Whether you are a hypocrite, a poseur or a plain bozo, the environmental movement needs you, says George Meyer in The Green Room - either that, or a move to Jupiter beckons.
Are you a hypocrite? Because I certainly am.
When you go for a stroll on a Sunday afternoon, nothing seems amiss; but that's exactly when the giant alien embryos come blasting out of the sidewalk
I'm an animal lover who wears leather shoes; a vegetarian who can't resist smoked salmon. I badger my friends to see the Al Gore movie, but I also fly on fuel-gulping jets.
Great clouds of hypocrisy swirl around me.
But even a fraud has feelings. And this summer, I'm feeling uneasy; I'm starting to think that our culture's frenzied and mindless assault on the last shreds of nature may not be the wisest course.
True, when you go for a stroll on a Sunday afternoon, nothing seems amiss.
But as we know from horror movies, that's exactly when the giant alien embryos come blasting out of the sidewalk.
We're melting the ice caps, ripping up the rain forest, and vacuuming the oceans of everything that wriggles.
Since I went on my first date in high school - a Foghat concert, if you must know - more than 200 species of frogs have disappeared forever.
Recently, polar bears and hippos were added to the threatened list. Polar bears! Hippos!
Are we really gonna wreck the whole planet? 'Cause that's a big move. That's like something a crazy stripper would do.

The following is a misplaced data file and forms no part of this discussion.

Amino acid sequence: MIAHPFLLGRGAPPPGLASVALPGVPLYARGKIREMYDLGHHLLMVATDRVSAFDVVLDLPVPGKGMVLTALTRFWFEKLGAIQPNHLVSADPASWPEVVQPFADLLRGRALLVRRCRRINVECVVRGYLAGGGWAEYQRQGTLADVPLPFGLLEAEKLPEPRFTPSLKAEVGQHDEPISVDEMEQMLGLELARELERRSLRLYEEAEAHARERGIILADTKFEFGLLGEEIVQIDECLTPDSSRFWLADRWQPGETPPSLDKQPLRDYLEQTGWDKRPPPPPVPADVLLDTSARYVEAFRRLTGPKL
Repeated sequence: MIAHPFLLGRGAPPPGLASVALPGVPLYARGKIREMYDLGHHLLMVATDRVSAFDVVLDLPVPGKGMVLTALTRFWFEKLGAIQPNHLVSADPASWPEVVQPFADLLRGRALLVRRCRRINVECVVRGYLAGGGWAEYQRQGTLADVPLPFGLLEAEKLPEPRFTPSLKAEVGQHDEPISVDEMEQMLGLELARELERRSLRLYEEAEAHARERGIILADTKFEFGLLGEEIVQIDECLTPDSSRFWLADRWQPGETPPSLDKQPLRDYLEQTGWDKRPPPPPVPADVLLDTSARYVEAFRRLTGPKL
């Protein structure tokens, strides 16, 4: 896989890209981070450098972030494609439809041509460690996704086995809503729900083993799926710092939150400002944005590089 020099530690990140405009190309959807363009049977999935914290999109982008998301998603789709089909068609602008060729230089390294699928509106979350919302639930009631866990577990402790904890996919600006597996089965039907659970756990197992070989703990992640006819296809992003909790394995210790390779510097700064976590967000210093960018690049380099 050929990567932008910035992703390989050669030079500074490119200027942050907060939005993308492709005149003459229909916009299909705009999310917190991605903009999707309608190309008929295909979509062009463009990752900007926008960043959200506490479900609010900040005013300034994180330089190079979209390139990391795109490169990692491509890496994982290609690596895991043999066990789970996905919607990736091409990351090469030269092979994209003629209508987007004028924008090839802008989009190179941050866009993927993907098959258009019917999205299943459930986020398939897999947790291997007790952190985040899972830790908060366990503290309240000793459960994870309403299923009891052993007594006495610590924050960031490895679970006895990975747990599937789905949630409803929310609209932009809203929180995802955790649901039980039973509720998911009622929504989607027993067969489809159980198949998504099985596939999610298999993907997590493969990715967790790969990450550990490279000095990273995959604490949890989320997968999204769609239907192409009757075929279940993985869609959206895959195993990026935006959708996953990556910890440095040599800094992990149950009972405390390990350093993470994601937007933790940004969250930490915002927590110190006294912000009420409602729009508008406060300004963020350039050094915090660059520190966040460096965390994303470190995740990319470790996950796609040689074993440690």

Jupiter; not a pleasant spot
I know, plenty of people aren't worried.
Technology will bail us out. Nothing a few pollution-eating nanobots can't fix.
And if the ecosystem does collapse, we can always load ourselves into enormous rockets, and make a fresh start on Jupiter.
But here's the thing: I don't want to move to Jupiter. I don't even want to move across town.
Precious knick-knacks would get broken; I'd have to order new stationery.
Let's be real: even a well-planned move to Jupiter would be stressful, and tough on relationships. For this reason alone, we should not turn the earth into an apocalyptic hellscape.
That said, if we did turn the earth into an apocalyptic hellscape, a sick part of me would find it thrilling.
I would enjoy watching dazed stockbrokers and ad men clawing at the dirt for edible roots. I'd remind them that they'd been warned of their folly, right here on the BBC website.
And they'd all grunt ruefully, and make me their king.
Yes, it's a charming fantasy. But life on a poisoned planet might not be much fun.
Even now, folks are firing missiles at their neighbours. Imagine how grouchy they'll be when it's 20 degrees hotter, and the water tastes like turpentine. Huge brawls will erupt over the smallest things, like who's going to sweep up all the butterfly carcasses.
A bleak picture, to be sure.
If there's any reason for hope - and there isn't - it lies in man's occasional binges of co-operation.
Even Homer and Bart would find a welcome in green groups now
Once in a while, humanity will pull together for a noble cause, like tsunami relief. To save our planet, we'll need that kind of heroic effort, in which all types of people join forces for the common good.
No, really, I'm serious. For years, the environmental movement has enlisted the world's most selfless and enlightened souls.
No more. We're broadening our sights; and by broadening, I mean lowering.
We will now accept:
- Hypocrites (like me)
- People Who Talk a Good Game
- Total Nutjobs
It's wide open. If Michael Crichton ever comes to his senses, we'll even take him. He's a big fellow, maybe he can lug around pamphlets or something.
So join us. We won't judge you. If you are not currently choking a panda, welcome aboard!
George Meyer is a long-time writer on The Simpsons
The Green Room is a series of opinion articles on environmental issues running weekly on the BBC News website